"I won't be playing guitar on stage. I know what to do but the right hand won't do what I ask. I do all these exercises before I get up and I'm getting better but I still have problems with rhythm. I still enjoy singing and playing and writing songs, though – you don't need to be up on a stage to do that, do you?"

Nic Jones appears at Warwick Folk festival (26 July), Cambridge Folk festival (29), Wadebridge festival, Cornwall (3 Aug), Towersey Folk festival (25), Cecil Sharp House, London (22 Sept).

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26 Apr 13 - 03:14 AM (#3509012)
Subject: RE: Nic Jones
From: The Sandman

in my opinion as a singer he was at his best when singing contemporary songs such as the jukebox as she turned,
i find Nics comments interesting about being a fake traditional singer[a comment that makes no sense whatever, one only has to have some acting ability to bring these trad songs alive Ewan MacColl was a great example, born in Salford,which proved no impediment to his song interpretation]
its hardly surprising that Nic sings songs" like the jukebox as she turned" better than songs about napoleon if he was questioning the reason for singing songs about napoloeon
to sing a song well
1. you have to like it. have to believe in it
3, you must have no doubts as to why you are singing it

26 Apr 13 - 06:24 AM (#3509060)
Subject: RE: Nic Jones Project
From: GUEST,RHamer

All this is great stuff thank you ! I was wondering whether anyone would be able to give me a quote on why they think he has had such a long legacy/ influenced people?( It would be only going in my essay) I found the article so interesting about when he felt he was singing in a fake accent and the one from southern roots is great to hear his thought process while he was still performing .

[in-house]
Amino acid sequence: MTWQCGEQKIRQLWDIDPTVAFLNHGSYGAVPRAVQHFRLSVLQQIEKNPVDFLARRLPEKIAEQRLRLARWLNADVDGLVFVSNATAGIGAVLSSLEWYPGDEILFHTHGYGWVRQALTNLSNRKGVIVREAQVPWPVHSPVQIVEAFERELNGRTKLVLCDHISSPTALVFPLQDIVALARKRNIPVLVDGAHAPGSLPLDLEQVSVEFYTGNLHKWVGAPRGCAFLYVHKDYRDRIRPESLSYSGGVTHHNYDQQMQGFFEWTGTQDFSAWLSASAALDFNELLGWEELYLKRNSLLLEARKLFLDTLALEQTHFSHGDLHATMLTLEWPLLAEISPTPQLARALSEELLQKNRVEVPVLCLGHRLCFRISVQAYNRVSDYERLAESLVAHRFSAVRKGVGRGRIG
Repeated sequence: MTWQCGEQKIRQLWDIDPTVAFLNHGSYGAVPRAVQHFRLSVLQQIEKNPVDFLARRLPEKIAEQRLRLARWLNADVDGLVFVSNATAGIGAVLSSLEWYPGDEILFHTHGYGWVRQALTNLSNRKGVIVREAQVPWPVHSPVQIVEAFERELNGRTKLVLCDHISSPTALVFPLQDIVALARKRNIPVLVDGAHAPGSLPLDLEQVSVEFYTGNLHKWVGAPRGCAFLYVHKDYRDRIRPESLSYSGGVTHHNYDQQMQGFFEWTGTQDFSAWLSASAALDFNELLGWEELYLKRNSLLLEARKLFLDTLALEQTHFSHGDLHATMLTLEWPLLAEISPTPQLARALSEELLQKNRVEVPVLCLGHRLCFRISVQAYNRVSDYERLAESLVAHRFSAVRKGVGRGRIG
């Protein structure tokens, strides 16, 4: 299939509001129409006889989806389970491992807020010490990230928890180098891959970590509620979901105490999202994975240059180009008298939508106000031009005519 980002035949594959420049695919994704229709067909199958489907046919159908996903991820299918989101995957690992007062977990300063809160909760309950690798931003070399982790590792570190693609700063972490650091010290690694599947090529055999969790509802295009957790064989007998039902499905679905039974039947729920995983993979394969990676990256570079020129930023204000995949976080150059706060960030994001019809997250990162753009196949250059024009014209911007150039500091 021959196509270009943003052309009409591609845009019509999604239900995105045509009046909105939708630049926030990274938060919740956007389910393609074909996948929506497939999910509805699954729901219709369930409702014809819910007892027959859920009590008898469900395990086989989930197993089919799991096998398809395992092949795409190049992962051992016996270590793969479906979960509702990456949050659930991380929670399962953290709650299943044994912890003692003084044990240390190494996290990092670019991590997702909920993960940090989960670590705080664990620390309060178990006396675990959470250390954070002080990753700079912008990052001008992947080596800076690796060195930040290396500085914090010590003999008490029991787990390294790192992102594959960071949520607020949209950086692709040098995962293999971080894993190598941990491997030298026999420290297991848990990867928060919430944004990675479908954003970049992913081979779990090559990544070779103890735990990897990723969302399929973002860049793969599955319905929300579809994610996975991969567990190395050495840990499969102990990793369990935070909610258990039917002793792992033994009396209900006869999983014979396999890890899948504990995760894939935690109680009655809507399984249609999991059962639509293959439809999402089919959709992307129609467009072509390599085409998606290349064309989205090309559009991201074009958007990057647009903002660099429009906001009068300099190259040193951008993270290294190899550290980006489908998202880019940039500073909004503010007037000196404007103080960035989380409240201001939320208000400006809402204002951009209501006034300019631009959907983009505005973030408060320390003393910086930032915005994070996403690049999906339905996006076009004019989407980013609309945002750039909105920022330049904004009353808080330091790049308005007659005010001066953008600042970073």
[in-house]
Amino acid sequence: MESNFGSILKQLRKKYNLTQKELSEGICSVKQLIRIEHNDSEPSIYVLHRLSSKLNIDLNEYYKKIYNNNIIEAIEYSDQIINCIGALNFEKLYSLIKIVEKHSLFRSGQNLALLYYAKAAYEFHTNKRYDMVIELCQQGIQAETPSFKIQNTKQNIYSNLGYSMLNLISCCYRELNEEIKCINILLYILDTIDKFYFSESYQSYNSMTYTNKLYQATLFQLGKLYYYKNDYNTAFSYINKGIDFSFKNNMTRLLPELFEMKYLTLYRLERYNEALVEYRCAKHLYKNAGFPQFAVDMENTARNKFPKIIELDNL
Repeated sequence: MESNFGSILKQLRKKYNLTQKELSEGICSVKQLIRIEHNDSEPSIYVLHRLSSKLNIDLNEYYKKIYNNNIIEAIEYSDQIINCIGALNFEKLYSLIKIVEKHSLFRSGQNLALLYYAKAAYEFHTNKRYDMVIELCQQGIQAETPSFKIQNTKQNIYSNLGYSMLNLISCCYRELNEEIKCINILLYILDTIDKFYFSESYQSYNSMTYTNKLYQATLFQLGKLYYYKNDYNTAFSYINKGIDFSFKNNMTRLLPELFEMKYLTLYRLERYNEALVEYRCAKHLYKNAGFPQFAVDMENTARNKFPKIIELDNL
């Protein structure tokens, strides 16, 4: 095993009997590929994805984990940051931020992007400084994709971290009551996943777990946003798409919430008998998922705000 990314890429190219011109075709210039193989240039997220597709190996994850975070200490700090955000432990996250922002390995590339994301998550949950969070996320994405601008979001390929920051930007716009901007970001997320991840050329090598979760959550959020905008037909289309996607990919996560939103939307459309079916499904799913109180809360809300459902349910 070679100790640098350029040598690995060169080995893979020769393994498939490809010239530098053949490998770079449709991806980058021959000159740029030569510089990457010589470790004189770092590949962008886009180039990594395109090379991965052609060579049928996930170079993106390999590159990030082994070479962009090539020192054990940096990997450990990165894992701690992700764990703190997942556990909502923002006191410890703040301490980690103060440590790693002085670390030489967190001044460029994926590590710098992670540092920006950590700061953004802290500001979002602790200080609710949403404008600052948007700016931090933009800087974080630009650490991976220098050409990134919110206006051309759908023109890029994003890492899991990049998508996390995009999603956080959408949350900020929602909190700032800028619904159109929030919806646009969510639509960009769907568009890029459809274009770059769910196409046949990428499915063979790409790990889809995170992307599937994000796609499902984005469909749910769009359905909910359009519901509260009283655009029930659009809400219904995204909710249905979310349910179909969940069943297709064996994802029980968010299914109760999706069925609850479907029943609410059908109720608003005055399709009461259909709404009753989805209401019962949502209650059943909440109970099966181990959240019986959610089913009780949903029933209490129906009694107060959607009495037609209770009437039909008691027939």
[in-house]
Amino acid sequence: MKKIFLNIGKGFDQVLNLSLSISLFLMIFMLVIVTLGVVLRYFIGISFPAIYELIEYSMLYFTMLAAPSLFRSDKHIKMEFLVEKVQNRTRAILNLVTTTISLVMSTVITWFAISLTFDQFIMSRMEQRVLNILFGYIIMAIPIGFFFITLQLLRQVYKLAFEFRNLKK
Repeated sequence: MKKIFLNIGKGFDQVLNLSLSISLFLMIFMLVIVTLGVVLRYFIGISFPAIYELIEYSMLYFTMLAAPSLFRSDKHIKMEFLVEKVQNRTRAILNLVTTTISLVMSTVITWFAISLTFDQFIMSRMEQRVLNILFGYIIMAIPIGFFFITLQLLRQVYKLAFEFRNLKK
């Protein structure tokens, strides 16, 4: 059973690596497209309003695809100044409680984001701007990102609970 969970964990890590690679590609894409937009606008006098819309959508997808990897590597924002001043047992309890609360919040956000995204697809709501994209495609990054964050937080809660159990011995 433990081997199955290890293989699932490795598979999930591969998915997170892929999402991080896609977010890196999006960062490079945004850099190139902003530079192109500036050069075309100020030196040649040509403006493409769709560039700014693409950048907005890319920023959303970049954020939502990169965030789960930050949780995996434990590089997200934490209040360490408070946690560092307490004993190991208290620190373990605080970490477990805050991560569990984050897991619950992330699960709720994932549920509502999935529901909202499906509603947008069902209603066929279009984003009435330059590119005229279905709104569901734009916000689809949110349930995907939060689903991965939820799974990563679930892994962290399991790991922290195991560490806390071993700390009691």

Again thank you so much for the support!

26 Apr 13 - 06:41 AM (#3509068)
Subject: RE: Nic Jones Project
From: GUEST,henryp

One of the features of Nic Jones' act, for me, was that he provided a seamless link between traditional and contemporary work.

His strong singing and stunning guitar playing enabled him to perform both in breath-taking manner. He brought Annachie Gordon into the traditional repertoire. And he picked up Icarus, a contemporary song. Then he sang them side by side, to the obvious approval of an all-too-fickle folk audience.

At the time of his accident, Nic was evolving towards contemporary songs and music - including writing his own songs. So far, he had successfully carried his audience with him. We'll never know what he might have achieved, or whether the folk music world would have approved.

I have been fortunate to see him very recently. In the sympathetic company of his son Joe and Belinda O'Hooley, his individual character still shone through.

26 Apr 13 - 07:29 AM (#3509084)
Subject: RE: Nic Jones Project
From: Howard Jones

Why did he have such an impact?

He developed a very effective and distinctive style of guitar playing which was hugely influential, not only on his contemporaries but on subsequent generations

He was brilliant at working up songs, and often put them to tunes of his own although he never claimed the credit, simply listing them as 'traditional'. Many of his versions have become definitive.

Although thought of as a traditional singer his repertoire was far wider, but as henryp has indicated he had the knack of making them all palatable to folk club audiences.

He was a superb performer, with lots of charm and a wicked sense of humour

I always found him to be very friendly and approachable.

03 May 13 - 07:52 AM (#3511267)
Subject: RE: Nic Jones Project
From: GUEST,henryp


I'm sure that Mudcat members have more to reveal about Nic Jones. If you were to join Mudcat and post here again, then other members would be able to contact you direct through Personal Messages - PMs.